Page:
In an opinion published on 26th January 2006, the National Consultative Bioethics Committee (CCNE), which acted on its own initiative four years ago, divulges its thoughts and recommendations about the issue of anonymity, parentage secret and access to the origins in a society where the biologic parentage and the social or emotional affiliation are more and more dissociated.
Increasing dissociation of biological parentage and social affiliation
Today, 5 to 7% of children, representing 40,000 to 58,000, are born every year in “unusual conditions” (anonymous birth, medically assisted procreation with donors of gametes or donation of embryos, etc). Thus, more and more often the question of the secret relative to the mode of conception, the anonymity of the biological parent(s) and the demand to the access of the origins arises. In addition, the CCNE extends its thoughts to tackle the surrogate motherhood and the access to MAP (medically assisted procreation) or the adoption by homosexual persons.
Secret removal and maintenance of anonymity
The CCNE encourages the secret removal for the mode of conception as soon as possible by the parents themselves and invites them to be aware of the “devastating effects of delaying in revealing this secret”. In the other hand, the removal of anonymity is not recommended for the gamete or embryo donors, (gametes are not parents), but the CCNE is in favour of a child being able to access “non-identifying” information, once he/she is of age. Regarding anonymous birth, the CCNE sees a major progress in the creation of the CNAOP (National Council for Access to Information about Personal Origins) and encourages the extension of its competences. Actually, since the law of 22nd January 2002, relative to the access of personal origins for adopted persons and children in state care, a child who is of age can have access, if he/she asks for it, to identifying information about his/her origin, after express agreement of his/her biological mother if she left information in sealed envelop.
Homoparentality and surrogate motherhood
Regarding the desire of homosexual couples to have children, “a very current issue but maybe excessive in its significance”, members of the Committee are not opposed to adoption. In the other hand, they are hesitant about the resort to the MAP which is limited by the law to a medical purpose and to the treatment of couple sterility. At least, regarding the surrogate pregnancies or surrogate motherhood, the CCNE still emits great reserves because of the body merchandizing and the confusion risks of motherhood for the child.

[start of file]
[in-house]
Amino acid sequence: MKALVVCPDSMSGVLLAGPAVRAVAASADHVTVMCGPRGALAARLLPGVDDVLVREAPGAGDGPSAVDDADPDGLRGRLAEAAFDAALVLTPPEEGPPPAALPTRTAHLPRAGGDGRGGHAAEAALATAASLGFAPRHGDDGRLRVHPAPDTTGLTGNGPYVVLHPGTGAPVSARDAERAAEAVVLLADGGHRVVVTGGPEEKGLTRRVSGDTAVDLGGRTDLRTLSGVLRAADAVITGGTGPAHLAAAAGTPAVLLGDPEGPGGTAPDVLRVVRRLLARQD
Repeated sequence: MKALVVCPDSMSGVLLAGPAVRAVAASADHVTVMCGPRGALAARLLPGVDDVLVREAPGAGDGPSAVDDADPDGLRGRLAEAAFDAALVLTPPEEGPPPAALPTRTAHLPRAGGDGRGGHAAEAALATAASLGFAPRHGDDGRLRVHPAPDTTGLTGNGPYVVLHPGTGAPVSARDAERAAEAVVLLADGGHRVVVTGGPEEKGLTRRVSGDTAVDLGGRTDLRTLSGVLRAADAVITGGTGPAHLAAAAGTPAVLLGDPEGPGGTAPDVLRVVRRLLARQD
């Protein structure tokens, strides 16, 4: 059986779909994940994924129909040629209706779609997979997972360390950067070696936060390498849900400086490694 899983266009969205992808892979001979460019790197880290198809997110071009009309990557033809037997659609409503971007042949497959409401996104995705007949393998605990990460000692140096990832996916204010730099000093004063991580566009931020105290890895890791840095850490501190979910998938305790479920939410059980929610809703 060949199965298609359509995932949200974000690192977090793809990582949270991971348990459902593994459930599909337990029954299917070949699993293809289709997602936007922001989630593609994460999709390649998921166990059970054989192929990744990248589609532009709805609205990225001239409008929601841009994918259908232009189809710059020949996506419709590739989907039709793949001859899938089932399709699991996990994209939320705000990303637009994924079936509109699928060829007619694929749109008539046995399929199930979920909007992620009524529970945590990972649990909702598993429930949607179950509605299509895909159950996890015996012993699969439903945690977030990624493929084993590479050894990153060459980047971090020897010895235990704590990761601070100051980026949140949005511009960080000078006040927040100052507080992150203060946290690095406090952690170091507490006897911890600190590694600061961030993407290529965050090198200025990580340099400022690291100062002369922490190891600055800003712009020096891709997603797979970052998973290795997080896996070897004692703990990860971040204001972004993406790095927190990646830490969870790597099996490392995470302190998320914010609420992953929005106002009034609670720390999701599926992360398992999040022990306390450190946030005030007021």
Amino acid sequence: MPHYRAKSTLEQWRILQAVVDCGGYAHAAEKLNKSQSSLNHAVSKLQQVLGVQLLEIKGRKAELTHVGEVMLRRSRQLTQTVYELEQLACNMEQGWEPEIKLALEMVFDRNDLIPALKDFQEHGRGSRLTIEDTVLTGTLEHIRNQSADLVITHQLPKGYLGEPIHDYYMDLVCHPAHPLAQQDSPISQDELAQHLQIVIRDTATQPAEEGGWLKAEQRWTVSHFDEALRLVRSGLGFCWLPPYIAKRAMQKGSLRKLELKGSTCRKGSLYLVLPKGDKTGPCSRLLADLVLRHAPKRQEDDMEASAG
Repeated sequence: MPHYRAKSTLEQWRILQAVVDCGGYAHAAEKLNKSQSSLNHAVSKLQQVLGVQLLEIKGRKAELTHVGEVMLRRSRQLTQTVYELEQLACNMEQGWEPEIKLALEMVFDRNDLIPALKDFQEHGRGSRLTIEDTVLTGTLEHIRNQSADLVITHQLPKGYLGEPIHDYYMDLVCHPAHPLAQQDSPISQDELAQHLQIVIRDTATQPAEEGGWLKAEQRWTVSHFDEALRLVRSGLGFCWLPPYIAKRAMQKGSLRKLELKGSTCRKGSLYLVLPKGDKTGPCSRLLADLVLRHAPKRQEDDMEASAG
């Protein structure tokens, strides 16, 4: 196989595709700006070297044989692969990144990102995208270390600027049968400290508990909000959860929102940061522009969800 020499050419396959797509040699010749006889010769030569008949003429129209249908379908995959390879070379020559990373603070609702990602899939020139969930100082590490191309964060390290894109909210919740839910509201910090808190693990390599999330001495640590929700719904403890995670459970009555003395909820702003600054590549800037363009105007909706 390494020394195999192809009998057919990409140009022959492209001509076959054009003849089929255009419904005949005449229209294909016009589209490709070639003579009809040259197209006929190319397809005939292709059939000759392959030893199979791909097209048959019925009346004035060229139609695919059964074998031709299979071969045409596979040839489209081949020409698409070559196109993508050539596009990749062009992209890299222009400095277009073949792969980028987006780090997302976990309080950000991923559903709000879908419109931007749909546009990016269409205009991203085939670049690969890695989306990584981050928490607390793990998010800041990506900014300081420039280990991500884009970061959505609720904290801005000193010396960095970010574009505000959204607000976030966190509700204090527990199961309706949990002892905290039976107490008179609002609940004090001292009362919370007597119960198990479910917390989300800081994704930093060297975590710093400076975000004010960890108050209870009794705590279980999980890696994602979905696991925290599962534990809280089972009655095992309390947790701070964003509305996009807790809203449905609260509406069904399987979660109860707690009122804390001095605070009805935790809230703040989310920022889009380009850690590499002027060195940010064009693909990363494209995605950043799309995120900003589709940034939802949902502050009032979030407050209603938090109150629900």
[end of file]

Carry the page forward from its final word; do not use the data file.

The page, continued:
Availability of gametes and embryos
In appendix I of opinion No 90, the CCNE proposes an international approach of the regulation aspects. If some countries, like United Kingdom, accept surrogate mothers and gamete and embryo donation, they often encourage the removal of the anonymity in the child’s interest. Everywhere, we can feel anxiety, relative to the consequences for the child, for gamete availability. This anxiety explains that in numerous countries, oocyte donation and embryo implantation are prohibited as in Switzerland, Austria, Italy, Norway, Germany…
Anonymity to prevent infanticides
Anonymous childbirth, which was for a long time a French exception of a legislation controlling secret motherhood and which does not impose to the biological parents to declare their identity during the recording of the baby, is followed abroad. The obligation to indicate the name of the mother generated an increase of illegal abandonment of babies, indeed infanticides, and today several countries are thinking about childbirth anonymity. Germany, Switzerland, Austria among others, established “Babyklappen”, transparent baby boxes installed in the street. A self heating bed allows collecting the baby and a seal is at mother’s disposal to leave fingerprints enabling her to be identified. As soon as a child is left, an electronic alarm alerts staff which will take care of the baby.
Protecting the baby life, encouraging the right to know one’s origins, encouraging the dissociation of affiliations by encouraging gamete and embryo donations? Is not the defence of baby’s interest the only question?